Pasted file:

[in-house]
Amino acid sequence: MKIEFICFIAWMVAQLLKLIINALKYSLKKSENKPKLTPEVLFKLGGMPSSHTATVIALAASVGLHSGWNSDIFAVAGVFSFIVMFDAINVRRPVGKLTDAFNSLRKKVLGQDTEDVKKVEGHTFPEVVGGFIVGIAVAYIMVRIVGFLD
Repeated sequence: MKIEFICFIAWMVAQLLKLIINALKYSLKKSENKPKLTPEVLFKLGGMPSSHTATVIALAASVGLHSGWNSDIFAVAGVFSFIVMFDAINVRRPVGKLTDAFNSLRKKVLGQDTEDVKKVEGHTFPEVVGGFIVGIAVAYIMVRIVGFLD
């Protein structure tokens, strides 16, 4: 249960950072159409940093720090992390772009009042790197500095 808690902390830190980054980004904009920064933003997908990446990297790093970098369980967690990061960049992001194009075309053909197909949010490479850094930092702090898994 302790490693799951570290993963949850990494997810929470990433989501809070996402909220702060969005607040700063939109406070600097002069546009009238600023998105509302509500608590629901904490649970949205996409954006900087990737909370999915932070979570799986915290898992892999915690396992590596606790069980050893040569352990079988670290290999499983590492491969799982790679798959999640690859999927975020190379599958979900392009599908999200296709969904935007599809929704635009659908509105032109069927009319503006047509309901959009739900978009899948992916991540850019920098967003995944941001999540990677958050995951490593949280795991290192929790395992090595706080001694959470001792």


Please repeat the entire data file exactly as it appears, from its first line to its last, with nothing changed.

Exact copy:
[in-house]
Amino acid sequence: MKIEFICFIAWMVAQLLKLIINALKYSLKKSENKPKLTPEVLFKLGGMPSSHTATVIALAASVGLHSGWNSDIFAVAGVFSFIVMFDAINVRRPVGKLTDAFNSLRKKVLGQDTEDVKKVEGHTFPEVVGGFIVGIAVAYIMVRIVGFLD
Repeated sequence: MKIEFICFIAWMVAQLLKLIINALKYSLKKSENKPKLTPEVLFKLGGMPSSHTATVIALAASVGLHSGWNSDIFAVAGVFSFIVMFDAINVRRPVGKLTDAFNSLRKKVLGQDTEDVKKVEGHTFPEVVGGFIVGIAVAYIMVRIVGFLD
């Protein structure tokens, strides 16, 4: 249960950072159409940093720090992390772009009042790197500095 808690902390830190980054980004904009920064933003997908990446990297790093970098369980967690990061960049992001194009075309053909197909949010490479850094930092702090898994 302790490693799951570290993963949850990494997810929470990433989501809070996402909220702060969005607040700063939109406070600097002069546009009238600023998105509302509500608590629901904490649970949205996409954006900087990737909370999915932070979570799986915290898992892999915690396992590596606790069980050893040569352990079988670290290999499983590492491969799982790679798959999640690859999927975020190379599958979900392009599908999200296709969904935007599809929704635009659908509105032109069927009319503006047509309901959009739900978009899948992916991540850019920098967003995944941001999540990677958050995951490593949280795991290192929790395992090595706080001694959470001792």